chaoticworlddesigns.com

Galaxian

GalaxianThe Game: In one of the most seminal variations on the Space Invaders format, Galaxian was among the first clones to introduce attacking formations that would break off from the usual rows and columns of See the videoinvaders. Though Galaxian‘s use of this innovation was minimal, it was a drastic change from the usual slowly-advancing target gallery. (Atari, 1982)

Print new overlaysMemories: Like the 5200 version of Pac-Man, Galaxian is a good demonstration of the next-generation Atari console soundly trouncing its older brother. Galaxian is no slouch on the Atari 2600, but while the game play is relatively intact, the look and feel of the arcade game didn’t survive that particular translation. Those elements are handled much more faithfully in this version of the game, though. Continue reading

Pac-Man

Pac-ManThe Game: As a round yellow creature consisting of a mouth and nothing else, you maneuver around a relatively simple maze, gobbling small dots and evading four colorful monsters who can eat you on contact. In four corners of the screen, See the videolarge flashing dots enable you to turn the tables and eat the monsters for a brief period for an escalating score . Periodically, assorted items appear near the center of the maze, and you can consume these for additional points as well. The monsters, once eaten, return to their home base in ghost form and return to chase you anew. If cleared of dots, the maze refills and the game starts again, but just a little bit faster… (Atari, 1982)

Memories: In the war of the second-generation consoles, it was clear what the chief ammunition would be: immensely popular arcade game licenses. The ColecoVision jumped out of the gates with Donkey Kong as a pack-in title, and Atari – already fighting bad word-of-mouth criticism of the 5200’s lackluster joysticks – would have to give the SuperSystem something a little more compelling than its cousin 2600’s Combat pack-in. But then, of course, everyone already knew that Atari held that most precious of arcade licenses in the early 80s, Pac-Man. Continue reading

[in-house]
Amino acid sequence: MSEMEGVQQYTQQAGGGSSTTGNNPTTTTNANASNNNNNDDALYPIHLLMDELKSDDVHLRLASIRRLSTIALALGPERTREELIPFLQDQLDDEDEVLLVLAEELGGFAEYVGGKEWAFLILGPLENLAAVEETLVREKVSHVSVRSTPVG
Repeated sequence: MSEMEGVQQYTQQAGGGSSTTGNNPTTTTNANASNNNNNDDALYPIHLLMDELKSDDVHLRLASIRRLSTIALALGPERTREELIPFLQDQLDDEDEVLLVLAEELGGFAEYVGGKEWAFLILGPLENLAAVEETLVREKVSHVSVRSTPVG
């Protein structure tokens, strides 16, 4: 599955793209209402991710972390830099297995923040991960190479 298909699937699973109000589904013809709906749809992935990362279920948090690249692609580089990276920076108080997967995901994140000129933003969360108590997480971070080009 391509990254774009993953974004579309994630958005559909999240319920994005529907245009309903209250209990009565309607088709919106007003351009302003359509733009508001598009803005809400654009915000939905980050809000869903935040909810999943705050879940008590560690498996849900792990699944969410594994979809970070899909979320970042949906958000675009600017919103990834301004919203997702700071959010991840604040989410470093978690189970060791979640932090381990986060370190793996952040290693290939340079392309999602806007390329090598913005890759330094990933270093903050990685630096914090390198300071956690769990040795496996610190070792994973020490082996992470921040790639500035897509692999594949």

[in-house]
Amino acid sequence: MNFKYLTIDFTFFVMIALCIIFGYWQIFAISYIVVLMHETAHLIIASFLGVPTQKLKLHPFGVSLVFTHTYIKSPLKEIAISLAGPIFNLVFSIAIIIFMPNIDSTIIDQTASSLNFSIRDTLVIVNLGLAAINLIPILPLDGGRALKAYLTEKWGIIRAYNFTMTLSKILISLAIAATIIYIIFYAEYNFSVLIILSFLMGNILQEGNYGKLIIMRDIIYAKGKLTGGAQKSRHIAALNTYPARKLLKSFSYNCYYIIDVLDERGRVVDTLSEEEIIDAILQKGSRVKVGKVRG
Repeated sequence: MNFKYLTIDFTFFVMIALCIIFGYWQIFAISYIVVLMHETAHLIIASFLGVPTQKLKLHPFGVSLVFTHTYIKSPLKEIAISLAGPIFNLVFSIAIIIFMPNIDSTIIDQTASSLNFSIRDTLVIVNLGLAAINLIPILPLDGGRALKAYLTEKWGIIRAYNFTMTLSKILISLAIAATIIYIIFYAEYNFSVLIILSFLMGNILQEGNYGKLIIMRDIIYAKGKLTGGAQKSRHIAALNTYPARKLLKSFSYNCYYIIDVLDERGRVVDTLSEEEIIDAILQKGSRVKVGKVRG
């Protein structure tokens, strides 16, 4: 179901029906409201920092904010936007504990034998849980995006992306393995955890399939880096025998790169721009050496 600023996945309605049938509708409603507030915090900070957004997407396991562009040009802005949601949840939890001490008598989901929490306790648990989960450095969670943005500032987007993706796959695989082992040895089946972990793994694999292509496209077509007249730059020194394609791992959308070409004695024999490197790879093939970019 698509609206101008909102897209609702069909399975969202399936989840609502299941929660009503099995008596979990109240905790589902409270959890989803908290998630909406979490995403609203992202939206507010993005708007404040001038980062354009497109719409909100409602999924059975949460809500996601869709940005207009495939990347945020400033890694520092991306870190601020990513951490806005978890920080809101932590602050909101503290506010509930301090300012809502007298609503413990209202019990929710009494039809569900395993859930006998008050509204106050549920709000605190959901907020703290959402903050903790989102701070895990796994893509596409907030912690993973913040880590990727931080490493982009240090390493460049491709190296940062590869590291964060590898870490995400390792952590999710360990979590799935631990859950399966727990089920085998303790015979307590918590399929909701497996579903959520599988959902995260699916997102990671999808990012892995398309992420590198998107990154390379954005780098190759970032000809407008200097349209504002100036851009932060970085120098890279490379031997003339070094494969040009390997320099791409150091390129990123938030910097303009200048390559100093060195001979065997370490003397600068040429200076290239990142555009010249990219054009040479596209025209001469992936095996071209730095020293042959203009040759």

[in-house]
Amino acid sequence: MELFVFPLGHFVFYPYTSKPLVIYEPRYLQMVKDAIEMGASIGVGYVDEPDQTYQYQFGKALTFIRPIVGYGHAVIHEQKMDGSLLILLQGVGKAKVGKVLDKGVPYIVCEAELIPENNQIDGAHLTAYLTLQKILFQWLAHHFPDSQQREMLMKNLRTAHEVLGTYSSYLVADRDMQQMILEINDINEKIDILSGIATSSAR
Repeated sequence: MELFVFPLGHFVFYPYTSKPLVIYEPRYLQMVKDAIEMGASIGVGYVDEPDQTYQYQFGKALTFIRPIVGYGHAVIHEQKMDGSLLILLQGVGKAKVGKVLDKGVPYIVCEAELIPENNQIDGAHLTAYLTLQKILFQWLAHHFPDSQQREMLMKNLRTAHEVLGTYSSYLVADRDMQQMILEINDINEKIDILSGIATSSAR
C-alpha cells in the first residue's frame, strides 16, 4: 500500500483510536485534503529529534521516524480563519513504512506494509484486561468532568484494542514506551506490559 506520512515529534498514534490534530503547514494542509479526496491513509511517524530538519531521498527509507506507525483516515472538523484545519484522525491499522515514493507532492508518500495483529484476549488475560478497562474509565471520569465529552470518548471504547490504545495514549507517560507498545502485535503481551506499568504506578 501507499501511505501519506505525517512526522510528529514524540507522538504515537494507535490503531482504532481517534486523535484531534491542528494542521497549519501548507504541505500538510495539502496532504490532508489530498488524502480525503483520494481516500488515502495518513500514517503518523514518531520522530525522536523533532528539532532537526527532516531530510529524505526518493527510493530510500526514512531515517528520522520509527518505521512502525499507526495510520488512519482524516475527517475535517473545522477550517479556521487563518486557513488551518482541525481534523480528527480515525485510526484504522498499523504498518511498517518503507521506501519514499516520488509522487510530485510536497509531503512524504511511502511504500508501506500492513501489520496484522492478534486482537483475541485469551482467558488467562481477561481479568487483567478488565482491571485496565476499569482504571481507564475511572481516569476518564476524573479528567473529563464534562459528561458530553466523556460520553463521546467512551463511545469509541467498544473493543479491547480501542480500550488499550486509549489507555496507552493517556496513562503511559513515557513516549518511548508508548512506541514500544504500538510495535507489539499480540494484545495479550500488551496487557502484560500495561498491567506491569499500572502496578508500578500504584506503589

Qix

QixThe Game: You control a “marker,” trying to claim as much of the playing field as you can by enclosing areas of it. Drawing your boundaries faster is safer, but yields fewer points. A slower draw, which leaves you vulnerable to attack from the Qix and the Sparx, gives you many more points upon the completion of an enclosed area. If the ever-shifting Qix touches your marker or an uncompleted boundary you are drawing, you lose a “life” and start again. And the Sparx, which travel only along the edges of the playing field and along the boundaries of areas of the screen you’ve already enclosed, can destroy you by touching your marker. And if you linger too long, a fuse will begin burning at the beginning of your unfinished boundary, and will eventually catch up with you. (Atari, 1982)

Memories: One can think of no better early 80s platform for Qix than the Atari 5200, and it almost manages to pull off a perfect translation. Qix is another case where the infamous 5200 joysticks can confound your efforts to draw a straight line, but a lot of games have that problem, and I can’t really hold the grudge against anyone but whoever it was who designed those controllers. Continue reading

Space Invaders

Space InvadersThe Game: You’re the pilot of a ground-based mobile weapons platform, and there are buttloads of alien meanies headed right for you. Your only defense is a trio of shields which are degraded by any weapons fire – yours or theirs – and a quick trigger finger. Occasionally a mothership zips across the top of the screen. When the screen is cleared of invaders, another wave – faster and more aggressive – appears. When you’re out of “lives,” or when the aliens manage to land on Earth… it’s all over. (Atari, 1982)

Memories: Adapted from the Atari 400/800 home computer version of the coin-op hit, Space Invaders for the 5200 is certainly colorful, though one could argue that it’s ultimately not as faithful to the original as the graphically simpler version that appears on the Atari VCS. Continue reading

Super Breakout